Contentis the king when it comes to promoting your business or site online.
But given the cut-throat competition forwarded by the virtual business world, one has to ensure “share-worthy” contents for a successful SEO.
Selection of appropriate keywords and their strategic placement play a huge role in gaining exposure for your content the initial step towards sharing.
You must research out low-competitive yet strong keywords, pertinent to the search terms of your online niche.
In regard to placement, the keyword should be placed minimum 3 times throughout the content body, in the title and in the meta.
Then, the content body and presentation should be actually informative and smartly layered out in easy language and brief paragraphs.
A touch of humor here and there triggers the “share” factor further. The list-based articles are the most shared.
The appeal would heighten if you can add infographic presentation rather than a lengthy piece of monotonous textual information.
Passionate Web Developer
Nowadays there are many people publishing content throughout the web.
Chances are that your niche is probably covered up even before you think about publishing about it.
Amidst this mess there is a possibility to differentiate yourself, but how can you achieve that?
1. Your content should be your content, meaning you should always add your personality in your content thus making it unique because it will be a part of you.
2. Your content should be original, but originality is hard to find and reinvent in each instance, what you can do is always keep your ideas (even the dump ones) and rework them from time to time creating new and unique ideas that come up from you. Even if someone has worked with a similar idea, he has not done it the way you did it.
3. Combining ideas and content is a really good way to increase your contents value and create new content with a higher value, people always tend to share more these kind of contents.
Inbound Marketing Manager at Payfirma
You’re following all the rules of share worthy content: timely, engaging, customer-focused, on social media etc. but you’re still not getting the shares you feel your content deserves.
Hundreds of great articles get published daily and lets be honest, most of the content on the homepage of something like Inbound.org is from the “popular guys”.
If you want to get shares, in addition to following “the rules”, you’ve got to make relationships with likeminded individuals in your industry.
Slack is a wonderful tool to meet people in your community, share your content with them and vice versa.
From there you can get your new connections to upvote your content and get your content in front of the eyes that could really benefit from reading it.
SEO audits and consulting at HallAnalysis
Content needs to be categorized well.
Most active users will curate the content they want to read using categories or topics.
On reddit for example this might mean using subreddits.
It is very important that any content you submit be categorized correctly.
Users do not like finding content in places that it doesn't belong and will not upvote something simply because its in the wrong area of the site.
On a site like reddit, there are potentially thousands of different subreddits to choose from.
Picking the right one can be hard, but will yield the best results.
Submission title needs to be engaging. Many times you see articles submitted that have the same title as the article itself.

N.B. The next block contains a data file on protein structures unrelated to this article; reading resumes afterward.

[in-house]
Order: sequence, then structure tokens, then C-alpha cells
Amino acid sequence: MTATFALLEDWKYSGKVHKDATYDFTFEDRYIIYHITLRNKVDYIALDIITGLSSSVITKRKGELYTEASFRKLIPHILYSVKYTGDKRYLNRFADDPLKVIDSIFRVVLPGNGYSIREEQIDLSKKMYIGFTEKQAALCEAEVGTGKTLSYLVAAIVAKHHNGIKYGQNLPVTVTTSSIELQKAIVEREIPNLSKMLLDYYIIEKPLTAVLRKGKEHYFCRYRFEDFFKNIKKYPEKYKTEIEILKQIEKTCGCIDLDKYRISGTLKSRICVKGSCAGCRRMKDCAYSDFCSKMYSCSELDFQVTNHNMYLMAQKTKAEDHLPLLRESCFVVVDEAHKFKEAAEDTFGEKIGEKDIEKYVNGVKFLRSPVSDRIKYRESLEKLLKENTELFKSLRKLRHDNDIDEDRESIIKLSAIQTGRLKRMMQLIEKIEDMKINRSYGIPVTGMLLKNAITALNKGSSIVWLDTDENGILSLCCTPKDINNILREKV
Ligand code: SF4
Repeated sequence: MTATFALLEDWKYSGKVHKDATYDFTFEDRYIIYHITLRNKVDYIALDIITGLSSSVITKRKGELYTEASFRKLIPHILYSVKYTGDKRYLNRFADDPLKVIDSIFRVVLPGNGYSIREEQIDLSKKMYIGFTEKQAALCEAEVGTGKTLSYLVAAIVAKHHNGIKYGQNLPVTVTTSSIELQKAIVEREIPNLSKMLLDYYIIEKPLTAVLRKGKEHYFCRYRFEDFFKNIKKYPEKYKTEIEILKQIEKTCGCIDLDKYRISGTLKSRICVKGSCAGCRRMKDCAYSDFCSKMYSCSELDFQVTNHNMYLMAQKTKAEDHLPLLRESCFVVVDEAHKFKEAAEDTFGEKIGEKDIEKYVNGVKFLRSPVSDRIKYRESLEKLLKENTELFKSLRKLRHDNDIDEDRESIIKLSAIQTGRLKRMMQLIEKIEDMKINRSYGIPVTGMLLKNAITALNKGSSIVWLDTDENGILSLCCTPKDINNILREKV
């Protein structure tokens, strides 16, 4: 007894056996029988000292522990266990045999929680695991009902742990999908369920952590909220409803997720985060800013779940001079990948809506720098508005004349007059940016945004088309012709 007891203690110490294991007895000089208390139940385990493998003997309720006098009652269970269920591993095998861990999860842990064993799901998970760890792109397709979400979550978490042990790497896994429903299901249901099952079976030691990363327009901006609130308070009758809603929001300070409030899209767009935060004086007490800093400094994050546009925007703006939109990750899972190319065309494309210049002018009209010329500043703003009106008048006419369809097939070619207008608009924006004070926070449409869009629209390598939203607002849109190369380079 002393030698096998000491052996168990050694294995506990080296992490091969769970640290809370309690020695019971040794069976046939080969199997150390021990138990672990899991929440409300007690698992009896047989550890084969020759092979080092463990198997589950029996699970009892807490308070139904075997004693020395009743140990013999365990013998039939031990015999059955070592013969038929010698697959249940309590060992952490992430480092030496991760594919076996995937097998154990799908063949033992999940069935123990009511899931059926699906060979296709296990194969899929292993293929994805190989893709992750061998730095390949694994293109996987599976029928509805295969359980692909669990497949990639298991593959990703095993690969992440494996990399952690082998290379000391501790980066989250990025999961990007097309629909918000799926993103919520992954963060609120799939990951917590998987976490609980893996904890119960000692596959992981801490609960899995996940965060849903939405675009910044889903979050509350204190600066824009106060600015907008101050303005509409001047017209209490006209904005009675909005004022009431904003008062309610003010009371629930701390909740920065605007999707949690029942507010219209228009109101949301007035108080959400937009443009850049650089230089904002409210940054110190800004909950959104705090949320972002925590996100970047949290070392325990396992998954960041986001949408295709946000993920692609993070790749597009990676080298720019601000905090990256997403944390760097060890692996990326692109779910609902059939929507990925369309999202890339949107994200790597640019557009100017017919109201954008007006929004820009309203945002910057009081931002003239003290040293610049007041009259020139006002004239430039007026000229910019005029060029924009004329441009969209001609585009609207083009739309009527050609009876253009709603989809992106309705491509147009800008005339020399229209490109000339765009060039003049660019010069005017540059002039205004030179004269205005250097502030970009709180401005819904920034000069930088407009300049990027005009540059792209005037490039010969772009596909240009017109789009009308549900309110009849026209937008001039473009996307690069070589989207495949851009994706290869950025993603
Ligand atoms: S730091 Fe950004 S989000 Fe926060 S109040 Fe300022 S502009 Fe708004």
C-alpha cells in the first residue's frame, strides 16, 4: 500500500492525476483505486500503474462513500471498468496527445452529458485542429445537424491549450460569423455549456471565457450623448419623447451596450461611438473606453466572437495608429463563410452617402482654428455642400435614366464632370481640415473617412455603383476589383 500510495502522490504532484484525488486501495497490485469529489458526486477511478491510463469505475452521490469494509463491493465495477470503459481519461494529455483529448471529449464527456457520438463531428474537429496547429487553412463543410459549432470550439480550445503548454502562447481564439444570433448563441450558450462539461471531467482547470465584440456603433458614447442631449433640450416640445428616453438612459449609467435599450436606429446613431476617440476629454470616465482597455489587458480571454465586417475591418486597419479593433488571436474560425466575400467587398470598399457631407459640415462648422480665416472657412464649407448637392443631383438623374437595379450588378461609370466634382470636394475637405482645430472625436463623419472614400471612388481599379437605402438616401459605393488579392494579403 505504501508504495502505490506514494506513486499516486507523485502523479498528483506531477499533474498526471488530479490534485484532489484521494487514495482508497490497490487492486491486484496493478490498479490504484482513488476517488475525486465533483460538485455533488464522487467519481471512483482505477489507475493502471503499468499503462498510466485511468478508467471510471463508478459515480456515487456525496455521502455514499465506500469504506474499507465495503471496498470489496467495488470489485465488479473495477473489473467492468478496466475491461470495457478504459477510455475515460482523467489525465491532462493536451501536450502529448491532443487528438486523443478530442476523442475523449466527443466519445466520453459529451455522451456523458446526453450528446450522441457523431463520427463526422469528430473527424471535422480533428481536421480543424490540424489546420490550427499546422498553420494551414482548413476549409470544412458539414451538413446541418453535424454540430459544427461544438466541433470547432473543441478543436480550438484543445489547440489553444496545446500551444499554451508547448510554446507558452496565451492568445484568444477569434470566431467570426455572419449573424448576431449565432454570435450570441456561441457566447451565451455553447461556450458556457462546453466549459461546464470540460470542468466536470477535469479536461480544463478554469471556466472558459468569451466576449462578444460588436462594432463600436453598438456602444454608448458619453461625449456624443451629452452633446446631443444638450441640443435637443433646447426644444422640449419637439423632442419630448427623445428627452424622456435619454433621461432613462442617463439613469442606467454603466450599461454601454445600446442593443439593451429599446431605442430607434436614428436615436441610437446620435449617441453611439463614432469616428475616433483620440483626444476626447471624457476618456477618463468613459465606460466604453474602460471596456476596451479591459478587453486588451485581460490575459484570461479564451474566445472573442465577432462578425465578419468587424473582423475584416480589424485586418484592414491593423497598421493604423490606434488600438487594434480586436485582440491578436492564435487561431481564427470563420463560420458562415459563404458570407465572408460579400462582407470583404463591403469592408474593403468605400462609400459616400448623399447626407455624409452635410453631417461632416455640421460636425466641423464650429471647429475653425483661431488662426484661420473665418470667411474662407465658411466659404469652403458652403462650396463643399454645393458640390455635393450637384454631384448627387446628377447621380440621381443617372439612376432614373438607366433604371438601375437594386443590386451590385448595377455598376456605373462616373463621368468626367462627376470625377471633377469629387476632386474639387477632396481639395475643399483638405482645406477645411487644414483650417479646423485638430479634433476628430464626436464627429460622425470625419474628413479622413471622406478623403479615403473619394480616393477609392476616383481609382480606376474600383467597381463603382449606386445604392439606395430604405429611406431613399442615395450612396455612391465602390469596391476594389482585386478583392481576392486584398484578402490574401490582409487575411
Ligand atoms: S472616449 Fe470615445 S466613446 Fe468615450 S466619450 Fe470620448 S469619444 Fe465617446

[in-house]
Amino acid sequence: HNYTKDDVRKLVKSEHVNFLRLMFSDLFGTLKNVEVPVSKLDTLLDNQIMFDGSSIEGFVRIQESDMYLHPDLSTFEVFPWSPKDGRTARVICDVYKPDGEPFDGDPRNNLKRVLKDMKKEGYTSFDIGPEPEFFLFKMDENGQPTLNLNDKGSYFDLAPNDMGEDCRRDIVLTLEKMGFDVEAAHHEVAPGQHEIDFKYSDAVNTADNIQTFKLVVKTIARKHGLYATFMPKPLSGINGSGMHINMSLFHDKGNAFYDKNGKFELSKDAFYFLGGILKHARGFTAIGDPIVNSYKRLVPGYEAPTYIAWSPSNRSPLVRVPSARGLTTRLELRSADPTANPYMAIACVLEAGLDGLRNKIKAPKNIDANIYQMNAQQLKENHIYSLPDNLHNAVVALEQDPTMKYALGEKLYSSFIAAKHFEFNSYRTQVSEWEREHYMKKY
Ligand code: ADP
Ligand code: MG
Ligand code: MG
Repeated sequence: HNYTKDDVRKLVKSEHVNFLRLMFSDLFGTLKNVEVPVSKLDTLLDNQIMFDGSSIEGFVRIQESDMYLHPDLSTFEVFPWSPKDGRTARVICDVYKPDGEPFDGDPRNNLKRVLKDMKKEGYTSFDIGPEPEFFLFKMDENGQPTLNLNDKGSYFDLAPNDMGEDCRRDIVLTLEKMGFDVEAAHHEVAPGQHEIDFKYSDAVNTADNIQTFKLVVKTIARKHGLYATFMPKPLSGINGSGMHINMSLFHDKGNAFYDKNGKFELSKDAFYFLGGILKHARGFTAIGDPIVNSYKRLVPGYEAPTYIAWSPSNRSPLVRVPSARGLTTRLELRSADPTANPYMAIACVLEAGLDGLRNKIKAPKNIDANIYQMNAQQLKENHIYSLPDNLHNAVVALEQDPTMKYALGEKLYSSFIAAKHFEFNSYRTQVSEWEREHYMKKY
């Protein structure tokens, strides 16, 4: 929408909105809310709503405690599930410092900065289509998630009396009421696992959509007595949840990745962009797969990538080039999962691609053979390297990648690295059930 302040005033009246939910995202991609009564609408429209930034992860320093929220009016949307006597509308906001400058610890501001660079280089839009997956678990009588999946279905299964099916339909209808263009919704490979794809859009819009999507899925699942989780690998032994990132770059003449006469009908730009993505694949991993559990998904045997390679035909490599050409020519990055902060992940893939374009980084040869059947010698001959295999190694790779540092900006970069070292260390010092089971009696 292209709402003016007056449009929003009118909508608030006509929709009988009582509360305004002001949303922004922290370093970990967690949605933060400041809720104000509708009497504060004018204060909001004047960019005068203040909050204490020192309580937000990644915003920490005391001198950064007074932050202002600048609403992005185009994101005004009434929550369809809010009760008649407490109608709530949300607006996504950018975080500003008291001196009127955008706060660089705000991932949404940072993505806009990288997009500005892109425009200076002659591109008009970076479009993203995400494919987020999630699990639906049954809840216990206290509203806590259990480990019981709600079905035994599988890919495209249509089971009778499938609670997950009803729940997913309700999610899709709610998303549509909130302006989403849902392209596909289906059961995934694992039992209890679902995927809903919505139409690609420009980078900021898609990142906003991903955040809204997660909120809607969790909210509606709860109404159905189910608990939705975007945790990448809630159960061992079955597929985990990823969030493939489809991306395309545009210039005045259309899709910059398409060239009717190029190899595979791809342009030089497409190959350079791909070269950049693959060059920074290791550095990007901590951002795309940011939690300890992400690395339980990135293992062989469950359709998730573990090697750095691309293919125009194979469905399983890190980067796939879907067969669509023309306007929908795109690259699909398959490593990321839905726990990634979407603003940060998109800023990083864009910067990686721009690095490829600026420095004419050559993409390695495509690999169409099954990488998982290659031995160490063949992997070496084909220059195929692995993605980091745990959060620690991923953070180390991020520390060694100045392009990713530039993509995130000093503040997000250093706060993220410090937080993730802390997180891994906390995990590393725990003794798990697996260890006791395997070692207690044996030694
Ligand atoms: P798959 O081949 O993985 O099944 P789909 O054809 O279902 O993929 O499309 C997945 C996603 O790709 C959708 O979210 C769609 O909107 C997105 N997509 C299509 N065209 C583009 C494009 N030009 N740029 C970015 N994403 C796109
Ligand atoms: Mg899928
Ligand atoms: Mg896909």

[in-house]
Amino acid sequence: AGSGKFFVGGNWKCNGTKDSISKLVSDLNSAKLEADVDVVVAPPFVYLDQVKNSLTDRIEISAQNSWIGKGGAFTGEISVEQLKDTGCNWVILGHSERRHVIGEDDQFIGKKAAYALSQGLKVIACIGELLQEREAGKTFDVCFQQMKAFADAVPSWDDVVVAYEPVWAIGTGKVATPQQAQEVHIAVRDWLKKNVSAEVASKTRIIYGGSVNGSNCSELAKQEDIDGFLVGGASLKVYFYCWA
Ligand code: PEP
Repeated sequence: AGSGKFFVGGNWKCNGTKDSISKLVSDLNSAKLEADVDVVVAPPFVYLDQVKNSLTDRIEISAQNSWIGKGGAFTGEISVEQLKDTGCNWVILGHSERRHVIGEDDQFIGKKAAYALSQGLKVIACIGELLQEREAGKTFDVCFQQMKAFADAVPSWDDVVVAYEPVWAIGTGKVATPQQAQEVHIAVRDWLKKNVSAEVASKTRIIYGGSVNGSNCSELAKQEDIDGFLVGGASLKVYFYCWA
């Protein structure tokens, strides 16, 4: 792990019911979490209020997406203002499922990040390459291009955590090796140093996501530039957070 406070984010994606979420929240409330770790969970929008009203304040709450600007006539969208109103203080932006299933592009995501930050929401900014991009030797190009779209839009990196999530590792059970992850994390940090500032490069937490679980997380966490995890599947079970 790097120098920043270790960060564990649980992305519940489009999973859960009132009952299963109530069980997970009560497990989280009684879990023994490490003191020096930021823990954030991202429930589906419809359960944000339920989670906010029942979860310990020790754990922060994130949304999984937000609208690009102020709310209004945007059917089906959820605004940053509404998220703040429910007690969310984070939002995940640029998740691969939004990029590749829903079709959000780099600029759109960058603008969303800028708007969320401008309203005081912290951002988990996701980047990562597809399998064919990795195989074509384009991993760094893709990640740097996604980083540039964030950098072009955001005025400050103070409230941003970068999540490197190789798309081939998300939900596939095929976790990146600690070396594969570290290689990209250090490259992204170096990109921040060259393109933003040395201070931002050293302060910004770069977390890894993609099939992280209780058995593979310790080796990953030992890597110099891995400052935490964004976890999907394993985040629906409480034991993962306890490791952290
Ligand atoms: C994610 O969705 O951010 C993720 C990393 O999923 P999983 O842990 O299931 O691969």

This is fine, however titles that engage the user with commentary or an opinion tend to attract more attention.
For example a submission titled ""3 Great Link Building Tactics"" won't do as well as ""In my opinion, the 2nd link building tactic mentioned here is pure genius!"" You can see creative titles in action at /r/pics where the submission title is typically a caption for a image.
Control the tone of the dialogue early on.* Typically the first several comments of a submission sets the tone for all comments after.
Therefore, it is smart to have a friend leave a positive comment immediately after you have submitted your content.
Doing so, will set a positive tone for the ensuing discussion.
The more positive the discussion, the more likely the submission gets upvotes.
1. You need to understand the community where you're sharing your content.
Each community is different and content will perform differently in different communities.
Making sure it's a good fit is the first step to get upvotes.
2. Make friends on the platform where you want to share your content.
If people follow you or recognize you, there'll more likely to upvote your stuff, especially if you've upvoted theirs in the past.
As well, getting those first few guaranteed upvotes help you gain visibility so more people will see your post and hopefully upvote it too!
Digital Marketing Expert
I think the success of a content piece that gets submitted to sites like Reddit, Product Hunt, HackerNews, Inbound, Growth Hackers or any other site that uses a similar system to rank the most upvoted links to the top, mostly depends on the audiences those sites have and the kind of content they usually expect to see.
Keeping in mind that people use these sites to quickly discover and digest the best content on a specific topic from that community.
From my personal experience, not everything that gets submitted to one site is received the same way as another site's audience, so I think it's important to spend some time being active and understanding the community before submitting anything.
Some quick tips that come to mind:
- The first step should be building a reputation and getting noticed by being a valuable member of the community.
Comment and add your own thoughts to other people's posts.
Once you start sharing links, people will be more willing to check out the links if they know and trust you.
- Make sure that the content you want to share is actually valuable: case studies, well-researched pieces, interviews, actionable advice...etc. People tend to open many links at a time and skim through the content to see if it's worth their time or not. If it's truly a valuable piece they'll engage, comment, and upvote the article.